subscribe: Posts | Comments

Ken Johnson’s performance as Brother Boy award-worthy


Brother Boy Oh Brother Boy 07LOn stage for ten scintillating performances at Lab Theater is Del Shores’ cult classic Sordid Lives. The show features a preposterous backstory, volatile characters and a gem of cast compliments of Director Scott Carpenter. Playing the part of Earl “Brother Boy” Ingram is Ken Johnson.

Sordid Lives is jam packed with quirky, troubled souls, but none as beset upon as Earl “Brother Boy” Ingram. Twenty-three years ago, his mother put him in an asylum because she could not abide having a gay, cross-dressing son traipsing about the strict Southern Baptist town of Winters, Texas dressed up like country diva Tammy Wynette. Although subjected to verbal and physical abuse at the hands of both the inmates and staff, continuing efforts to Brother Boy Oh Brother Boy 04L“dehomosexualize” him have failed – as the audience sees when he shows up in the office of Dr. Eve Bollinger for his latest session.

The play is billed as a “black comedy about white trash,” and Johnson plays Brother Boy with fifty shades of pitch. In spite of all of the degradation and abuse he’s received during his two-plus dDehomosexualization 03Lecades in the asylum, Johnson’s Earl Ingram is resolute, dignified and serenely self-aware. But he’s also managed to maintain a self-deprecating sense of humor. When Dr. Evil railed against him for still dressing like the country songstress, Brother Boy simply replies that now that she’s gone, someone has to carry on her legacy. And when she demands to know how he explained impersonating her prior to her death, he replies disarmingly, “My mind’s a blank.”

ODehomosexualization 06Lne of the funniest exchanges in the entire play occurs when Earl tells Dr. Eve that, no offense intended, when he tried imagining her during one of the masturbation exercises she prescribed, his stiffy deflated in a jiffy. But the scene goes beyond clever content and dialogue. Johnson’s delivery makes it work.

The mark of an excellent actor is the ease with which he or she handles props, moves about the set and wears his or her costume. To his credit, Johnson seems right at home in his Tammy Wynette pink boa-edged lounging pajamas and red furry slippers. But he’s a sight to behold as the woman in red. Perched atop 6-inch stilettos, Johnson cut a fabulously fetching figure dressed Dehomosexualization 09Lin a diagonally-ruffled, off –the –shoulder Flamenco dress that showed just the right amount of fishnet-stockinged thigh. You could say it was a statement dress. But the ensemble did not just make a statement to his shocked and awed family. It was just what the doctor ordered for making a statement to his casketed mother.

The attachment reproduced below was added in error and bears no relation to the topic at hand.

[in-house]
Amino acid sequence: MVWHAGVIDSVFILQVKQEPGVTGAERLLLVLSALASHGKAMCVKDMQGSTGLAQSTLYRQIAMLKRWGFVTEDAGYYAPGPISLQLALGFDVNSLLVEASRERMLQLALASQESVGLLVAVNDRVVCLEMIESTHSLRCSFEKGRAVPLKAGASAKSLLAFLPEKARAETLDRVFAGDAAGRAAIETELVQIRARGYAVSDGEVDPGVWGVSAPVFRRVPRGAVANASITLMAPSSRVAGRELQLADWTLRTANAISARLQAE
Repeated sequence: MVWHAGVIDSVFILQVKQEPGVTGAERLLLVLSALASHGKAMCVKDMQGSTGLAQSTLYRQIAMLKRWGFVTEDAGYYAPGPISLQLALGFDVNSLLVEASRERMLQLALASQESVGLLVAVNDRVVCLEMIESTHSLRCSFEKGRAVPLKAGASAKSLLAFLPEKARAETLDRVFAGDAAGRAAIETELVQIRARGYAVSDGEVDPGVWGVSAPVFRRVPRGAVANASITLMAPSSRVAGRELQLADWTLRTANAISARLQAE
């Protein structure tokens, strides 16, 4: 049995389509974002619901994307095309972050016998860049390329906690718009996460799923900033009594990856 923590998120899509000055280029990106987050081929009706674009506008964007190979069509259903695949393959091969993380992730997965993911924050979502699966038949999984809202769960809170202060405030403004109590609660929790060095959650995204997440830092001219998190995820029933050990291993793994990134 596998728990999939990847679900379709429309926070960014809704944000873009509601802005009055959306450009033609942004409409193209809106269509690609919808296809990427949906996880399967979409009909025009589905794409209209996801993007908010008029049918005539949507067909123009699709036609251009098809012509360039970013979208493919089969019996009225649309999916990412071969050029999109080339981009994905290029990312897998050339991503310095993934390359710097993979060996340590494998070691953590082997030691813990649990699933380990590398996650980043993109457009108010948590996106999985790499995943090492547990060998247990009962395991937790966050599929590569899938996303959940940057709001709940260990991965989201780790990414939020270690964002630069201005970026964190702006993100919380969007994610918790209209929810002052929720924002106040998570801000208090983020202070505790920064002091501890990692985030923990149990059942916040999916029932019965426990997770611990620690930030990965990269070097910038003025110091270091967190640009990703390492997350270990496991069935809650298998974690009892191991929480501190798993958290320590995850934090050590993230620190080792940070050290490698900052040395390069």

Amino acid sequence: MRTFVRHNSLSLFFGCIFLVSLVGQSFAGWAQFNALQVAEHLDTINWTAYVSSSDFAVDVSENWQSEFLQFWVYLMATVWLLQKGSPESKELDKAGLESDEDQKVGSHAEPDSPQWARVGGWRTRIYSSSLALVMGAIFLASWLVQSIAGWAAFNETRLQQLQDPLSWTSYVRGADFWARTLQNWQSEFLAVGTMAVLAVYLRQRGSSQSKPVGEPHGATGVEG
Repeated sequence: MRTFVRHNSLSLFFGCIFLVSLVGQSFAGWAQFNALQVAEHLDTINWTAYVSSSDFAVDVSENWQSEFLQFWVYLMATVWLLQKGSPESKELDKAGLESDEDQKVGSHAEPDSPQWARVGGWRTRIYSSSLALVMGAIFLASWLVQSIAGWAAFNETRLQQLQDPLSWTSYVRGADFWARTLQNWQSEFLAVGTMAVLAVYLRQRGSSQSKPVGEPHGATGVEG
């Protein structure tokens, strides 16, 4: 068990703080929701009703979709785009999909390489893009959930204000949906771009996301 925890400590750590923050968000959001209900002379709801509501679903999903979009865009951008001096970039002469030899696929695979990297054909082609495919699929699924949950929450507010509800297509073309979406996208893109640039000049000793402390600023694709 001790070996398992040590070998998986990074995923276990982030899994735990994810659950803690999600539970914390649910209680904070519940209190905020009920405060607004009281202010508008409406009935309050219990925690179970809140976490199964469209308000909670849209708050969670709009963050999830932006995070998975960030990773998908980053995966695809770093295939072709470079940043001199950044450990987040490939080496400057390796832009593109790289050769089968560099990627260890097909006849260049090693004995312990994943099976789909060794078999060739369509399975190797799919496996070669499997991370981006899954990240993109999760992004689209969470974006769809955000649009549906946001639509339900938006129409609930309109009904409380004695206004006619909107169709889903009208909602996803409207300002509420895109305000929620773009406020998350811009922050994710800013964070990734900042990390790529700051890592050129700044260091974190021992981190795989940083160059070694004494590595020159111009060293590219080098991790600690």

Johnson’s performance as Brother Boy is award-worthy. But negotiating a stage in heels that tall deserves special mention. ABrother Boy Makes an Entrance 02Lnd compliments to Director Scott Carpenter on his choice of pumps. The women in the cast will be arm-wrestling for those babies after the show ends its run.

Ken started in community theater with his dad. He was just eight years old at the time. He then progressed to high school comedies and musicals with his teacher, Florene Villane, who helped him prepare for John Houseman’s Conservatory of Acting program at the University of Southern California (USC) in Los Angeles. He retired in 2001 after a 25 year professional career in theater. Now he fashions himself as a “once-in-awhile” player.

Johnson describes his last “once-in-awhile” role as “the mysterious man” in Theatre Conspiracy’s production of Noli Timere (Don’t Be Afraid).

Brother Boy Makes an Entrance 04LKen’s being humble.

As the play unfolds, it becomes increasingly likely that Johnson’s character is Satan himself. Johnson’s performance was a cross (no pun intended) between De Niro in Angel Heart (1987) and that “man of wealth and taste” from the Stones’ Sympathy for the Devil. [You can read the review of Noli Timere here.]

BBrother Boy Makes an Entrance 07Lased upon his performances in Noli Timere and Sordid Lives, we can only hope that Ken is on again more than he’s off again. Time will tell.

September 22, 2017.


Comments are closed.